A *quasi-kernel* in a directed graph D is an independent subset of vertices $S$ so that for every $v \in V(D)-S$ either $v->s$ for some $s \in S$ or $v->w->s$ for some $w \in V(D)-S, s \in S$.

**Equivalently**, a set $S$ is a quasi-kernel if $d(s,t) \geq 2$ for every $s,t \in S$ and $d(v,s) \leq 2$ for every $v \in V(D)-S,s \in s$.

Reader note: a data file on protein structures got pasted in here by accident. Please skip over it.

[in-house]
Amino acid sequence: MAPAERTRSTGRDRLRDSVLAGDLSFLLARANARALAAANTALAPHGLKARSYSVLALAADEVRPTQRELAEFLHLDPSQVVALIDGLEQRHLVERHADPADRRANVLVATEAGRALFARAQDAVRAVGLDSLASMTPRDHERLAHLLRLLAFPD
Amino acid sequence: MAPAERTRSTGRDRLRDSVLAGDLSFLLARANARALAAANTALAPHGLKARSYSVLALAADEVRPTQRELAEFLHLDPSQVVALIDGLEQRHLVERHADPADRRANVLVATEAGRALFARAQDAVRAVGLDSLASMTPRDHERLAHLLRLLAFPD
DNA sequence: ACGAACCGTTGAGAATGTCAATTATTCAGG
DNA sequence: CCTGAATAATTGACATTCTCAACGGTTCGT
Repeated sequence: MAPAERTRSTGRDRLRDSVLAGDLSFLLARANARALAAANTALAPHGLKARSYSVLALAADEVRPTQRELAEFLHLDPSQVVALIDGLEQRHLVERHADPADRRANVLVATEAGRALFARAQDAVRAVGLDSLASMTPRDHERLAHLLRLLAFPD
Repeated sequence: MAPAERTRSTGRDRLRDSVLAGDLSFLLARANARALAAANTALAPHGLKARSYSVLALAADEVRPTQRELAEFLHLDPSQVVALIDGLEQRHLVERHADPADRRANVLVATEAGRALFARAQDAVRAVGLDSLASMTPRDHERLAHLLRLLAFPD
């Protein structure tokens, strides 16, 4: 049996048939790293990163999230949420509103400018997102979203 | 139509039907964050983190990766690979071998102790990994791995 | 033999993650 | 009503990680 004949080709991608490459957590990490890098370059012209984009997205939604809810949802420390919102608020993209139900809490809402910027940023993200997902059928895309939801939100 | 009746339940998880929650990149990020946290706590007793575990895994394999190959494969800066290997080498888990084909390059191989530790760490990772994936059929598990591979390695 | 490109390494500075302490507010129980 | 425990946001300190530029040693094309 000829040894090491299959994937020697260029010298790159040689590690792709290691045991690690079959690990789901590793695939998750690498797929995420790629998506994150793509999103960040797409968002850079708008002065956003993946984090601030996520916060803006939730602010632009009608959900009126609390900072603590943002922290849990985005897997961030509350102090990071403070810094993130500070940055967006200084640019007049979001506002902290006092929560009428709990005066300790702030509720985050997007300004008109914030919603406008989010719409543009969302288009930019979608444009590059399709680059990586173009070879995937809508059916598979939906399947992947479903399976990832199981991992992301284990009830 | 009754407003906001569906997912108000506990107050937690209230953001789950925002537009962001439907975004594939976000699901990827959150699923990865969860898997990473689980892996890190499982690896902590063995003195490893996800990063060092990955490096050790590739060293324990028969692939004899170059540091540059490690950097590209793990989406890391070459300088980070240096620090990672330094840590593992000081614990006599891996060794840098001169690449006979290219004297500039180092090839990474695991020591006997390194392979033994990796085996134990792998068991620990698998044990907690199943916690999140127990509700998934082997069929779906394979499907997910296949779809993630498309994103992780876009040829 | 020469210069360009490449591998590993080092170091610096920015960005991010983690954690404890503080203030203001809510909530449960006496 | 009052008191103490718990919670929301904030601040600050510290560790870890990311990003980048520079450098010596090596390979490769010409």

Chvatal & Lovasz had proved that every digraph has a quasi-kernel (very easy proof by induction) and Jacob & Meyniel had proved that a graph without a kernel has at least three quasi-kernels.

My question is:

Is counting the number of quasi-kernels NP-hard?